Letters to a Young Contrarian

By Christopher Hitchens | Go to book overview

I

My dear X, So then—you rather tend to flatter and embarrass me, when you inquire my advice as to how a radical or "contrarian" life may be lived. The flattery is in your suggestion that I might be anybody's "model," when almost by definition a single existence cannot furnish any pattern (and, if it is lived in dissent, should not anyway be supposed to be emulated). The embarrassment lies in the very title that you propose. It is a strange thing, but it remains true that our language and culture contain no proper word for your aspiration. The noble title of "dissident" must be earned rather than claimed; it connotes sacrifice and risk rather than mere disagreement, and it has been consecrated by many exemplary and courageous men and women. "Radical" is a useful and honorable term—in many ways it's my preferred one—but it comes with various health warnings that I'll discuss with you in a later missive. Our remaining expressions— "maverick," "loose cannon," "rebel," "angry young man," "gadfly"—are all slightly affectionate and diminutive and are, perhaps for that reason, somewhat condescending. It can be understood from them that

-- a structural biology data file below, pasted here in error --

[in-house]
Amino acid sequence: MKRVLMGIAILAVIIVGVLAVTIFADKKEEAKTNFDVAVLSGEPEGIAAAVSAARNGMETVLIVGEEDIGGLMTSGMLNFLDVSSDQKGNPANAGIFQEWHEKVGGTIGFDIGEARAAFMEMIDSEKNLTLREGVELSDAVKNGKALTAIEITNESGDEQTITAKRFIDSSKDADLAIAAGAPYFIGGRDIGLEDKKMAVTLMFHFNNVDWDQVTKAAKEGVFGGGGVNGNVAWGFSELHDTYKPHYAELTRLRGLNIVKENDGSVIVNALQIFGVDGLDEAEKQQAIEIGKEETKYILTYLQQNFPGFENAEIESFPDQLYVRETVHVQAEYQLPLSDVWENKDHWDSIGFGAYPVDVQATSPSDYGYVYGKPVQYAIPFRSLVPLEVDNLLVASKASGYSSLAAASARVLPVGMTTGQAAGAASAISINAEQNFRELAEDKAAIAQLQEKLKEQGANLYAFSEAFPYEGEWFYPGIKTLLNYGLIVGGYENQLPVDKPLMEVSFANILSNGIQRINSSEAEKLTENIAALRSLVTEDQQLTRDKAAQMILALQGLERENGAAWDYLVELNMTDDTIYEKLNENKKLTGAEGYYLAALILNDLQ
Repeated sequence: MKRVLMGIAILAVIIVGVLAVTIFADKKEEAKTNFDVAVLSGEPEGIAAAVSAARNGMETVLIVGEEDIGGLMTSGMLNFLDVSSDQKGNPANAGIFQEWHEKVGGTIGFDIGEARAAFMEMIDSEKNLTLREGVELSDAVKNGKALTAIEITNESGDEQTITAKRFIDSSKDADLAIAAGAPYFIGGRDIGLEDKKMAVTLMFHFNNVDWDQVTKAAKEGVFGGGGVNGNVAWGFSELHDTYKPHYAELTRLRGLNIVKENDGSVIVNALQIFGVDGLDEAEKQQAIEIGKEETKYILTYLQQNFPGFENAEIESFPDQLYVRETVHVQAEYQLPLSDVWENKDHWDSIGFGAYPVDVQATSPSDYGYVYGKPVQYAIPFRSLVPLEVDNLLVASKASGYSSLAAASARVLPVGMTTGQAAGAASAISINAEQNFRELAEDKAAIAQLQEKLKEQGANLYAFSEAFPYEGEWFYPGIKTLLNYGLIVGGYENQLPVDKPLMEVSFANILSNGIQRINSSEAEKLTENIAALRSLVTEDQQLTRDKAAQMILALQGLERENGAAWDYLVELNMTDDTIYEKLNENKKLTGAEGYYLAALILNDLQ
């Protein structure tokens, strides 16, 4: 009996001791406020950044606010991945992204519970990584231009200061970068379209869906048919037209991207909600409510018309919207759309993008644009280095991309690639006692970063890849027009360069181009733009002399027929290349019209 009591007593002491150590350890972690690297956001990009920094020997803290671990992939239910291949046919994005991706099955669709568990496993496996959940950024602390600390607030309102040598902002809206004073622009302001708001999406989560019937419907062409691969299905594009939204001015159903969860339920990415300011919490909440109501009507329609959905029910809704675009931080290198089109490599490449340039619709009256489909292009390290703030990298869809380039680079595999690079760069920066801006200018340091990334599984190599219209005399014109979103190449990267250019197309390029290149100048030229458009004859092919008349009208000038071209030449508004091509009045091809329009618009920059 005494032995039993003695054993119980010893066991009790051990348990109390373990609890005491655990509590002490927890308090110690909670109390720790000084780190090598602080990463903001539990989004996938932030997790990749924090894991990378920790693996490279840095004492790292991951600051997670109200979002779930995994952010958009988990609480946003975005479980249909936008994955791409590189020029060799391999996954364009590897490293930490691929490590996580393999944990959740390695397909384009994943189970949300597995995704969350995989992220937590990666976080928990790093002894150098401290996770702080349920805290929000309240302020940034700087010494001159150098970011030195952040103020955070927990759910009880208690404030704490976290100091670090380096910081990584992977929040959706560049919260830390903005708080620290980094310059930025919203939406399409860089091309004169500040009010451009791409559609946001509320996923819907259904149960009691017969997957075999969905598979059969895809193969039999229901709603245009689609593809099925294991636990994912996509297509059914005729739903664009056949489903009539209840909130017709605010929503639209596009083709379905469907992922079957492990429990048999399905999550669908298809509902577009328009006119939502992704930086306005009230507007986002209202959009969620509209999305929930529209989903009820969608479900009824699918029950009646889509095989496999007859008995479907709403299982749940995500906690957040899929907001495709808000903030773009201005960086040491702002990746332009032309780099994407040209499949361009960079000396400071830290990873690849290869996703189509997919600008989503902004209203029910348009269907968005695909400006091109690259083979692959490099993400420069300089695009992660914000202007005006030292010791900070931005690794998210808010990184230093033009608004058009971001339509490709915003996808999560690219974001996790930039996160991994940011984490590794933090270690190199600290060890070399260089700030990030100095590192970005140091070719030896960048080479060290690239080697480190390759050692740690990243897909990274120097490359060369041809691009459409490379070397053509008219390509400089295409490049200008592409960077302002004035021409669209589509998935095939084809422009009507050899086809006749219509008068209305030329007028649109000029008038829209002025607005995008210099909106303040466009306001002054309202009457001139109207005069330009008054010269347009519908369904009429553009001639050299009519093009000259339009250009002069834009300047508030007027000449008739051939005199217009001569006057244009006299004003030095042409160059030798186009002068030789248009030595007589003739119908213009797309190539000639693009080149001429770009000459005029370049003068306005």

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Letters to a Young Contrarian
Table of contents

Table of contents

  • Title Page *
  • Preface vii
  • Introduction xi
  • I 1
  • II 13
  • III 19
  • IV 27
  • V 35
  • VI 41
  • VII 47
  • VIII 53
  • IX 55
  • X 61
  • IX 69
  • XII 79
  • XIII 85
  • XIV 95
  • XV 105
  • XVI 115
  • XVII 123
  • XVIII 127
  • Envoi 139
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